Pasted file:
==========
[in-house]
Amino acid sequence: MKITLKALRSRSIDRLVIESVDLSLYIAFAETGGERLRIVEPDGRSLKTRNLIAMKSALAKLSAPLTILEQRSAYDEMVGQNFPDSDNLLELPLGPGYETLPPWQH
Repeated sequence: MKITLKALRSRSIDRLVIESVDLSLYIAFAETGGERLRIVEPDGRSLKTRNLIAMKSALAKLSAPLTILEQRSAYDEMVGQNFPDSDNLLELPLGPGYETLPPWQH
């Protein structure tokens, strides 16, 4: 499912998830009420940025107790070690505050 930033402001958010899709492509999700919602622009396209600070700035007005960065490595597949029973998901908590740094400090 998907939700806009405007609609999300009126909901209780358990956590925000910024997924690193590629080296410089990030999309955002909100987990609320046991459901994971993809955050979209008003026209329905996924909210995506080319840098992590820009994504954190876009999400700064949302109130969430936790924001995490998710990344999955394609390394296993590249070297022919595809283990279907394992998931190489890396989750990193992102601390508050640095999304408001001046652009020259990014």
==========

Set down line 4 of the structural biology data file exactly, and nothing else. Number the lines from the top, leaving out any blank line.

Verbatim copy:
């Protein structure tokens, strides 16, 4: 499912998830009420940025107790070690505050 930033402001958010899709492509999700919602622009396209600070700035007005960065490595597949029973998901908590740094400090 998907939700806009405007609609999300009126909901209780358990956590925000910024997924690193590629080296410089990030999309955002909100987990609320046991459901994971993809955050979209008003026209329905996924909210995506080319840098992590820009994504954190876009999400700064949302109130969430936790924001995490998710990344999955394609390394296993590249070297022919595809283990279907394992998931190489890396989750990193992102601390508050640095999304408001001046652009020259990014």